A user came to me today needing to quickly compare two Excel worksheets which were supposed to be the same but were not. Because she needed a very quick answer, I did a quick Google search and found a nice macro which grabbed Sheet1, compared it to Sheet2, and then created a new workbook. In the new workbook, any changed cell had both the original text and the changed text. Now, I like to give credit where credit is due. I found the original code for the macro here
The problem was that the new workbook contained over 5000 changed cells. Some of the cells had a text paragraph in them originally, so the new workbook contained cells with huge amounts of text separated by "<>". It was a visual nightmare, as the user had a hard time quickly telling where the original stopped and the changed started. I requested some help, and nutsch
from Experts-Exchange came to my rescue. He came up with a quick macro which changed the color of the text after the separator mark (<>) to red.
Dim cl As range
On Error Resume Next
For Each cl In ActiveSheet.UsedRange.Cells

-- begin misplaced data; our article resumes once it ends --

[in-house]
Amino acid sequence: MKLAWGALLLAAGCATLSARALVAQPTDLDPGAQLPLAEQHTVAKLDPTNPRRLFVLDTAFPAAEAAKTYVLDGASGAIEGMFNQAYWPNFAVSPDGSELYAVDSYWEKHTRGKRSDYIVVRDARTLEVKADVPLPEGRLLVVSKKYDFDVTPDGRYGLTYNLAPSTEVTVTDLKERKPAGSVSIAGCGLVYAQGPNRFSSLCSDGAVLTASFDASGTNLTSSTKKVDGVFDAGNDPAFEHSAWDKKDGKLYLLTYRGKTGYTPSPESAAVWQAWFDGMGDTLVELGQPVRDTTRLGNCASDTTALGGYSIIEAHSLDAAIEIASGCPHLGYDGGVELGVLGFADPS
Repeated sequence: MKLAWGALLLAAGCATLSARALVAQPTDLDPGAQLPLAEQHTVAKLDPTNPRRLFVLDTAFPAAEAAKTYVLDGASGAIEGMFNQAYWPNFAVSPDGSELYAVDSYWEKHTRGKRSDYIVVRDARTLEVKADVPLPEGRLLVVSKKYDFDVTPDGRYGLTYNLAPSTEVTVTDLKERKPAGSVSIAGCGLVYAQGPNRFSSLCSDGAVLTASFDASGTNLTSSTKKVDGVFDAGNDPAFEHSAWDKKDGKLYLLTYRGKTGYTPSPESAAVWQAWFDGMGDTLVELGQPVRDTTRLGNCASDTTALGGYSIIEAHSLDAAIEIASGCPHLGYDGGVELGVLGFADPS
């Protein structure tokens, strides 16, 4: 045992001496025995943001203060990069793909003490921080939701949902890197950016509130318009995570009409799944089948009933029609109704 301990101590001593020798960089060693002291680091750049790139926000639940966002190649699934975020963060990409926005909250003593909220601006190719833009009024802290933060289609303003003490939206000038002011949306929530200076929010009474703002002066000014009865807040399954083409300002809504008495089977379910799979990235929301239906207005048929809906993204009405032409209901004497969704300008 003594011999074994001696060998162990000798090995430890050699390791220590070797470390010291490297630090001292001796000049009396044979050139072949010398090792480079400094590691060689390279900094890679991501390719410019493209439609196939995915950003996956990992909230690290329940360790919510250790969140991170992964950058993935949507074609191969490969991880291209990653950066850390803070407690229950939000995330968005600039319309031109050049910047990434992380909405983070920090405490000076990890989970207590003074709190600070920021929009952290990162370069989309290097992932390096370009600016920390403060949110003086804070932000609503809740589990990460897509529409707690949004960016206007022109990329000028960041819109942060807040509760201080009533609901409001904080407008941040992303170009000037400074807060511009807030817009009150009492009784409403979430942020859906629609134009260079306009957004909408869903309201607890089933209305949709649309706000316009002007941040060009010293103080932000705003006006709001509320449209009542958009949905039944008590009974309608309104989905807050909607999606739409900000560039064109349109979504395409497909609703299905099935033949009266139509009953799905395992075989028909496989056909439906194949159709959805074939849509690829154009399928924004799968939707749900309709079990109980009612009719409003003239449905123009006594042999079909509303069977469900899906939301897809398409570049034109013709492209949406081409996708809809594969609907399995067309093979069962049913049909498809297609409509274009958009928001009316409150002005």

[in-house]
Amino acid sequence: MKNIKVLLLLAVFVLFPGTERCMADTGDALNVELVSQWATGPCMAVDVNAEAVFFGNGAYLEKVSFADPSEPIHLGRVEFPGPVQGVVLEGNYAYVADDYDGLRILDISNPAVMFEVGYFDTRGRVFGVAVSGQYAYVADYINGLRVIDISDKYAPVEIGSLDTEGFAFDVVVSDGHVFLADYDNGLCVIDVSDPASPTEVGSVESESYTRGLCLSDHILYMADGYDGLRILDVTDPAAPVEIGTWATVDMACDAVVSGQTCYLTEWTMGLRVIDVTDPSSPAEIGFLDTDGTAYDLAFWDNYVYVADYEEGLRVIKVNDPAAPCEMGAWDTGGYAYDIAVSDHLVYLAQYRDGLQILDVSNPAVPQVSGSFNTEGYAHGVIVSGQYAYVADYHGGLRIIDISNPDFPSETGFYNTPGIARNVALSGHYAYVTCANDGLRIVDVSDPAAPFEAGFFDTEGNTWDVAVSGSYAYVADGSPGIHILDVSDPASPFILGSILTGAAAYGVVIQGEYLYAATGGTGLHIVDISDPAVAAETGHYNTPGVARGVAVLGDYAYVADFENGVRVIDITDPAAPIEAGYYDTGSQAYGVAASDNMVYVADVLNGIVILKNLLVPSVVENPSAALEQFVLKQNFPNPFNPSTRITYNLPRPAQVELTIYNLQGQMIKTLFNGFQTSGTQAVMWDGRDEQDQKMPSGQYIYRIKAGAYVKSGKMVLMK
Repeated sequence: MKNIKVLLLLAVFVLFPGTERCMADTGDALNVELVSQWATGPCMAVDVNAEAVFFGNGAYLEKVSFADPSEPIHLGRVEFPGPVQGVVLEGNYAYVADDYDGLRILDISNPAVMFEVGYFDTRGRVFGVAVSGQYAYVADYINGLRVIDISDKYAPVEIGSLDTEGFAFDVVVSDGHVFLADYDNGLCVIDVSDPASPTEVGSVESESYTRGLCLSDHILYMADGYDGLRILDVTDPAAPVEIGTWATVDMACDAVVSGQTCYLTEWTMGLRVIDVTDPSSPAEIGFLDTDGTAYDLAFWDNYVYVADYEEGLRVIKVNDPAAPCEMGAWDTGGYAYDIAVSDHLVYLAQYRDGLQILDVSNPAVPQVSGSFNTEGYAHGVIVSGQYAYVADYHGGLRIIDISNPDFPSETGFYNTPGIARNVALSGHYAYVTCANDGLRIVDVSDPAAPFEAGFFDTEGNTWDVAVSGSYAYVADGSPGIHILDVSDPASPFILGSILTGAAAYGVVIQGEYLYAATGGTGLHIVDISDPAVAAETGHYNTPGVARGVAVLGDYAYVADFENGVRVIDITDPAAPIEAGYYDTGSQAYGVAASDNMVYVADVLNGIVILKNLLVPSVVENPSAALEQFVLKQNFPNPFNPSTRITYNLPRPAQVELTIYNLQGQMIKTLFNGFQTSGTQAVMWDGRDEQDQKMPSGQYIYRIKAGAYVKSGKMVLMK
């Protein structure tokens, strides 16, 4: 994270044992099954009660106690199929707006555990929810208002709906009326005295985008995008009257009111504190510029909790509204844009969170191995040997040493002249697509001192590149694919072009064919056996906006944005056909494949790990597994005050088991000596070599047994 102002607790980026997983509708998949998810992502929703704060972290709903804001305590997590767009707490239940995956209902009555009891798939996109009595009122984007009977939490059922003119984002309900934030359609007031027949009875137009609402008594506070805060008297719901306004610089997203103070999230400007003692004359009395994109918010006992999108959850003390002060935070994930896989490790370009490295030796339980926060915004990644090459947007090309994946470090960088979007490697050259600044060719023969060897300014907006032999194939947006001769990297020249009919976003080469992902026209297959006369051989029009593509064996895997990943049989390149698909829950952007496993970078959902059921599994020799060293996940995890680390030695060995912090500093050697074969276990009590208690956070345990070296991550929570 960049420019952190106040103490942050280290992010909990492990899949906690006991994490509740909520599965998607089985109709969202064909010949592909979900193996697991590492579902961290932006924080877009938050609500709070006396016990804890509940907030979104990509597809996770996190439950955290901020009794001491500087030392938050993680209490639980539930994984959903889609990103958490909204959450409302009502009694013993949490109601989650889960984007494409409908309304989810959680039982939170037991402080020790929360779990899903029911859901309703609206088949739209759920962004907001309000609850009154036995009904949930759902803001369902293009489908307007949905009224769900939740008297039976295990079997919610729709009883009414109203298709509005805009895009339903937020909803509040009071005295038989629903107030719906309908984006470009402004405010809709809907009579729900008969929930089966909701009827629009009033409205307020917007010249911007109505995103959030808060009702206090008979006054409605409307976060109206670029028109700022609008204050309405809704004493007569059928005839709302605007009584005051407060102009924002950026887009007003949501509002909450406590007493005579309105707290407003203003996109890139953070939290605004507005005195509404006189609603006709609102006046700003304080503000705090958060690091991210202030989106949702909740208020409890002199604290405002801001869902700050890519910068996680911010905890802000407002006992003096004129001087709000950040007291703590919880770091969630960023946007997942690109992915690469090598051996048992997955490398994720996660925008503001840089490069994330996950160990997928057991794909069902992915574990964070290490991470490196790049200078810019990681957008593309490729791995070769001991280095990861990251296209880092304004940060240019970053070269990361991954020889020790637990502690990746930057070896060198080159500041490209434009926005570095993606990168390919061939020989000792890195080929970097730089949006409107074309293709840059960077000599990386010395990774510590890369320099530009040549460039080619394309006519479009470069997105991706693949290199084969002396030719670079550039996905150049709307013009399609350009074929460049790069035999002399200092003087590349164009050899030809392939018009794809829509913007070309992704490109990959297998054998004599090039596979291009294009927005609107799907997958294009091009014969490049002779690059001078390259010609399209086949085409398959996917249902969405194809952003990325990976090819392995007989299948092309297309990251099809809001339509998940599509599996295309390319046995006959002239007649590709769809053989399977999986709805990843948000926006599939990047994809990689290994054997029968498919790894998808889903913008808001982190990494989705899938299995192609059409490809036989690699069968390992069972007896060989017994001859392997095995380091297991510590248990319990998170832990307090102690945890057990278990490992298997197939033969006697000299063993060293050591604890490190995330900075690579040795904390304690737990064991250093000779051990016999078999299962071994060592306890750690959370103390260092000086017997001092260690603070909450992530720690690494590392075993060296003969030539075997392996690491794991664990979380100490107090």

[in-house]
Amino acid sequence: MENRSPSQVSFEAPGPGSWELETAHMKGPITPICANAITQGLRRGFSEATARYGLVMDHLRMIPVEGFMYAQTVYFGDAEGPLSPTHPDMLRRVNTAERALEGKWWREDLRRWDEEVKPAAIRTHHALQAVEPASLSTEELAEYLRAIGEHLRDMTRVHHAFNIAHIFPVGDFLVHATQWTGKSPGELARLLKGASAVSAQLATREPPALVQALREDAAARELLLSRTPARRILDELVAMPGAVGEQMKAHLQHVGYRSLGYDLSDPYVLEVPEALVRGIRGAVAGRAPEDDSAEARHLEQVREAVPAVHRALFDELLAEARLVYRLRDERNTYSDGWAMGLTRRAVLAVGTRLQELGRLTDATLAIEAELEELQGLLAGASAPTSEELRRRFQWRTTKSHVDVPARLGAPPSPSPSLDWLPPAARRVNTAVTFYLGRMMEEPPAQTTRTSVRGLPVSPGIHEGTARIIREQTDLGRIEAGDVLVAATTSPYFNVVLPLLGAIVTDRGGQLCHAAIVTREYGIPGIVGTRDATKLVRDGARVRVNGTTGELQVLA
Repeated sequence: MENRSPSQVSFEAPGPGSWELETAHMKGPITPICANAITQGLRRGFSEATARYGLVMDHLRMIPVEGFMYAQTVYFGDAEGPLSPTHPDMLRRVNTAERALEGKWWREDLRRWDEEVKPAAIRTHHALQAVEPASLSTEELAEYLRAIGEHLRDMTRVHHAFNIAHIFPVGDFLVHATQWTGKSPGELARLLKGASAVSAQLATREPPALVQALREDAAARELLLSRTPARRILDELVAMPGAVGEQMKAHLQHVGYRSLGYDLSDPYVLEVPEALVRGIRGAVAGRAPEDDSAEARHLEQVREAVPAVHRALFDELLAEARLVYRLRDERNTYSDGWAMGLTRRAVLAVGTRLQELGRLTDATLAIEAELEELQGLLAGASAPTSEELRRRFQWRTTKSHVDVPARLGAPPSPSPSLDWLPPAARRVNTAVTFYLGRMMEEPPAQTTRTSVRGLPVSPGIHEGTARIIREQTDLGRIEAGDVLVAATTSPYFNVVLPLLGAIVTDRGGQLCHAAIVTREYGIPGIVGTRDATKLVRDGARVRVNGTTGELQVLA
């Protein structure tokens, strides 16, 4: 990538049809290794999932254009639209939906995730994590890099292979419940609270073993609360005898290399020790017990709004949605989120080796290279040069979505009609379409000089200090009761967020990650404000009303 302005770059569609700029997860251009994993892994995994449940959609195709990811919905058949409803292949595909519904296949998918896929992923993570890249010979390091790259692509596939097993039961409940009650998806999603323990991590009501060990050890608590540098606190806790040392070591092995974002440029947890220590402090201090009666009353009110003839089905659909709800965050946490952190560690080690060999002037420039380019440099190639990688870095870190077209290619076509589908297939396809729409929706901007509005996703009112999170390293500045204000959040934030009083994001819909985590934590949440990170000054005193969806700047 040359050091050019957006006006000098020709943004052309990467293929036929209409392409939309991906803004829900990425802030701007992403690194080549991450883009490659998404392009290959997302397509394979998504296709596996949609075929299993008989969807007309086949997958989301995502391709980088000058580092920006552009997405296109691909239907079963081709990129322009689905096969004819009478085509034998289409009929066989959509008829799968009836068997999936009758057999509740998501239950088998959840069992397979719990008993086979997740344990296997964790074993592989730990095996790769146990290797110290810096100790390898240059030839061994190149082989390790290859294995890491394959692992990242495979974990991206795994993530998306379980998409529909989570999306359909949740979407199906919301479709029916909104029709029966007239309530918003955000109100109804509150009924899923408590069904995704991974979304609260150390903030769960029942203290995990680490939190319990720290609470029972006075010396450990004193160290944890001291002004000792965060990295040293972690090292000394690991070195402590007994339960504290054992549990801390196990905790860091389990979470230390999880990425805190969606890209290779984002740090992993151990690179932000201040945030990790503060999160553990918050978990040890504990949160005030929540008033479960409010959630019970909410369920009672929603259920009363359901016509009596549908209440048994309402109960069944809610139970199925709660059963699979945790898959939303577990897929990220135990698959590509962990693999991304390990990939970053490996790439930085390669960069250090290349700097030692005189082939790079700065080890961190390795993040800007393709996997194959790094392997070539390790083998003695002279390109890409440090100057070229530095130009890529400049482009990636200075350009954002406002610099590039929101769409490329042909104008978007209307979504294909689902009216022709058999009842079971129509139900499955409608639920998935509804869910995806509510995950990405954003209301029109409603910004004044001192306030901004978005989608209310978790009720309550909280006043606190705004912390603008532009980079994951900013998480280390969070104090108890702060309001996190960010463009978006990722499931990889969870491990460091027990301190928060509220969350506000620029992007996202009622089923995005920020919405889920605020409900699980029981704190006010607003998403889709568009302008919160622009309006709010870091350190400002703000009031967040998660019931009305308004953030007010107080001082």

If Len(Trim$(cl)) > 0 Then
If InStr(cl, "<>") > 0 Then _
cl.Characters(Start:=InStr(cl, "<>") + 2, Length:=Len(cl)).Font.ColorIndex = 3
Here is the question on Experts-Exchange which resulted in this code:
After presenting this solution to the user, she again wanted something more. This time, she said it would be better to just highlight the changes in Sheet2 in the original Workbook rather than concatenating the two respective cells when a change existed. I once again turned to the Experts, and nutsch
once again came to my rescue. This code simply changes the text color in Sheet2 to red if it is different than the text in Sheet1.
Dim rng As range, cl As range, sht2 As Worksheet, sht1 As Worksheet
Set sht2 = Sheets("Sheet2")
Set sht1 = Sheets("Sheet1")
Set rng = sht1.UsedRange 'set variable rng to the range selected
application.ScreenUpdating = False
For Each cl In rng.Cells 'loop through all cells of the selected range
If sht2.Cells(cl.Row, cl.Column) <> cl Then _
sht2.Cells(cl.Row, cl.Column).Interior.ColorIndex = 3
application.ScreenUpdating = True
Here is the Question on Experts-Exchange which resulted in this code:
In the end, the user had two different options: Option 1 was a new Workbook which had both old and new, and Option 2 just highlighted the changes directly in Sheet2. I hope that someone can benefit from this comparison utility.